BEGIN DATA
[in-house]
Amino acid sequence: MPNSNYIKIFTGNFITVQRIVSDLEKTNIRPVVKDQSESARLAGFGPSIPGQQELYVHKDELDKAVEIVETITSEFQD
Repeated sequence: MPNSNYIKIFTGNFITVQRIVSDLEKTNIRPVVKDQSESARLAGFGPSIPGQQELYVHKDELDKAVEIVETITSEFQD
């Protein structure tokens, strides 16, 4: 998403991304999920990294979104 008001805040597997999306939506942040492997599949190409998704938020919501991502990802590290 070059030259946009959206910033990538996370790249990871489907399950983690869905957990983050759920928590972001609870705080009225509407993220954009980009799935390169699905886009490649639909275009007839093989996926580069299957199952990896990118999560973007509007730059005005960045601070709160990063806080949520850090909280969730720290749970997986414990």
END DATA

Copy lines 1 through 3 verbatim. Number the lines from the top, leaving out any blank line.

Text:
[in-house]
Amino acid sequence: MPNSNYIKIFTGNFITVQRIVSDLEKTNIRPVVKDQSESARLAGFGPSIPGQQELYVHKDELDKAVEIVETITSEFQD
Repeated sequence: MPNSNYIKIFTGNFITVQRIVSDLEKTNIRPVVKDQSESARLAGFGPSIPGQQELYVHKDELDKAVEIVETITSEFQD